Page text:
Japanese P.M. Shinzo Abe (R) in parliament as it rejects a no-confidence resolution against his Cabinet.
(Image by REUTERS/Yuya Shino) Permission Details DMCA
The spin in the United States is relentless; this was no less than "saber-rattling," a "bellicose" posture and a unilateral "provocation." The meeting last week between Chinese President Xi Jinping and US Vice-President Joe Biden in Beijing may have done nothing to dispel it.
Now compare it with the official Chinese media view, from a more conciliatory take in China Daily to a no-holds barred assertion of sovereignty in the in the Global Times.
Which brings us to the scenario that the original provocation may have been actually Japanese, and not Chinese.
The whole drama is far from being just about a few islets and rocks that China calls Diaoyu and Japan Senkaku, or the crucial access to the precious waters that surround them, harboring untold riches in oil and natural gas; it concerns no less than the future of China as a sea power rivaling the US.
Let's start with the facts on the sea. Meiji-era documents prove without a doubt that the Japanese government not only admitted that these islands were Chinese (since at least the 16th century) but was also plotting to grab them; that's exactly what happened in 1895, during the first Sino-Japanese war, a historical juncture when China was extremely vulnerable.
After the Japanese occupation of China and World War II, Washington was in control of the territory. A document signed by the Japanese promised the return of the islands to China after the war. It was never fulfilled. In 1972, the US handed over their "administration" to Japan -- but without pronouncing itself about who owned them. A gentlemen's agreement between Chinese premier Zhou Enlai and Japanese prime minister Kakuei Tanaka was also in effect. It was also ignored.
Tokyo ended up buying the islands from a private landowner, the Kurihara family, nationalizing them in September 2012 only a day after a summit between then Chinese President Hu Jintao and PM Yoshihiko Noda, and this after Hu had told Noda not to change the status quo.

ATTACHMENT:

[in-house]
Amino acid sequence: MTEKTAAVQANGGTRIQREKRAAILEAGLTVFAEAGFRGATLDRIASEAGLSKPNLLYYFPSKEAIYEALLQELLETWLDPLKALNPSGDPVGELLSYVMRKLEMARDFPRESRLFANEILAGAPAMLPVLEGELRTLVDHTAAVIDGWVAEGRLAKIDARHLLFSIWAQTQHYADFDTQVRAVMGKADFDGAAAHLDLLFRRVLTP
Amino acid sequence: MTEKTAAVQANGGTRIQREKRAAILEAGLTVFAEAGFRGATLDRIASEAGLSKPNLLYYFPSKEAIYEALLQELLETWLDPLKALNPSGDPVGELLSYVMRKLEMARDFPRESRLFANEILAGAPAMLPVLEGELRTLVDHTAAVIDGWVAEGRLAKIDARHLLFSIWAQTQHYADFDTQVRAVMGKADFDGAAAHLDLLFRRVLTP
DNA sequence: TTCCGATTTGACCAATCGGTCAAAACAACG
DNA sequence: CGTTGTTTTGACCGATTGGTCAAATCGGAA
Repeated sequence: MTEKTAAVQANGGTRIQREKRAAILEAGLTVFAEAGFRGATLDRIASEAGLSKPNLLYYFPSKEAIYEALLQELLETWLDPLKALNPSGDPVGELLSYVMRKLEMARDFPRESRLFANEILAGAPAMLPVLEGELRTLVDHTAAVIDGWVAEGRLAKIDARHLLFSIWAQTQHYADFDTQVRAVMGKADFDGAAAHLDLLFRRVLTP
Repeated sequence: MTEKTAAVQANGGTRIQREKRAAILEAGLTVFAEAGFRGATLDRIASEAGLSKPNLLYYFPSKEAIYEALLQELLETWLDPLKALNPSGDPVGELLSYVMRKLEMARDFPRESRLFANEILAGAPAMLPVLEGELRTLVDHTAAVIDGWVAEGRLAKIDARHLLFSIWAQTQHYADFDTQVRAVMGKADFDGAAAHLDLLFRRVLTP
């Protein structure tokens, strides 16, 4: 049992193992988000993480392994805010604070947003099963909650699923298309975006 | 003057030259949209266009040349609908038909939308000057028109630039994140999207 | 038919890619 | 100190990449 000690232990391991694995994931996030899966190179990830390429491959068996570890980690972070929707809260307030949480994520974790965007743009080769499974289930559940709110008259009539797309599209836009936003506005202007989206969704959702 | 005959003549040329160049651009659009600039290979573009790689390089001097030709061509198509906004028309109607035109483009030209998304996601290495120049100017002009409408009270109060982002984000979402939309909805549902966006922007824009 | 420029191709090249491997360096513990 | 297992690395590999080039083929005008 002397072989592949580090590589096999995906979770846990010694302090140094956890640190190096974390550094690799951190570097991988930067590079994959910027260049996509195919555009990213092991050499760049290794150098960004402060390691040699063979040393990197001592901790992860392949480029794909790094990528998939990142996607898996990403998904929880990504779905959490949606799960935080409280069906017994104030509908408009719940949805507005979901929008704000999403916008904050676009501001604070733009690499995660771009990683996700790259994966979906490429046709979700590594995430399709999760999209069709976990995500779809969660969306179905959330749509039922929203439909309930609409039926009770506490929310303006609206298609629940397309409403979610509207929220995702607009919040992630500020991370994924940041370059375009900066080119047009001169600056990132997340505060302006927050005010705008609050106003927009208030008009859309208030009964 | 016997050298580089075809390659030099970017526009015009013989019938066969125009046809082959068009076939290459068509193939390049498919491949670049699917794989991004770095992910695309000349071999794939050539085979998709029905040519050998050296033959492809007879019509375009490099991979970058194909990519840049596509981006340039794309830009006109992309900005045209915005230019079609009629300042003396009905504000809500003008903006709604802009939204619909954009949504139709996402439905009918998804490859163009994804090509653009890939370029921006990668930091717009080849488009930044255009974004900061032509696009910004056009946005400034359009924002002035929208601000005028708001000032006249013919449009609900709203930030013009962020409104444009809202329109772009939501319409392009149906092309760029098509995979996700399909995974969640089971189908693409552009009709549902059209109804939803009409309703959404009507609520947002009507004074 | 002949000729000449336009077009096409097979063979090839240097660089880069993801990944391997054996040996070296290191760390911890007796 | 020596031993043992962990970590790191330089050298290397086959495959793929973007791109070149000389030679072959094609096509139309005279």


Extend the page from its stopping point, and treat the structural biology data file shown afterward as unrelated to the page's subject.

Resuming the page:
Recently, to make matters worse, the Obama administration issued yet one more of its absurd "red lines," affirming it would support Japan in the event of a war revolving around the islands.
Geostrategically, it's even more complex. Virtually all of China's sea trade flows through choke points whose borders are either controlled by close US allies or nations that are not exactly allied with China.
Territorial disputes are the norm in the East and South China Seas. In the East China Sea the focus is on the Diaoyu/Senkaku. In the South China Sea it's the Spratly Islands (China opposed to Taiwan, the Philippines and Vietnam) and the Paracel islands (China opposed to Vietnam). Not to mention other disputes now on the backburner with Malaysia and Brunei.
So from the point of view of our Chinese naval strategist, what is deployed is a sort of Reverse Great Wall, an expression, by the way, immensely popular in circles such as the US Naval War College. It's like an invisible sea wall from Japan to Australia that can in theory block China's access to the Pacific.
And if -- and that's a major, long-term if -- there ever would be a US blockade, with its sea trade lanes closed, the Chinese economy would be in tremendous trouble.
They know it in Beijing, and they are wiling to do anything to prevent it.
In search of good PR
What Biden, not to mention US corporate media, is not telling world public opinion is how, for Washington, this has a lot to do with Okinawa -- the key hub from which the US is capable of projecting power west of Japan. It's as if Okinawa was the US's Hadrian's wall.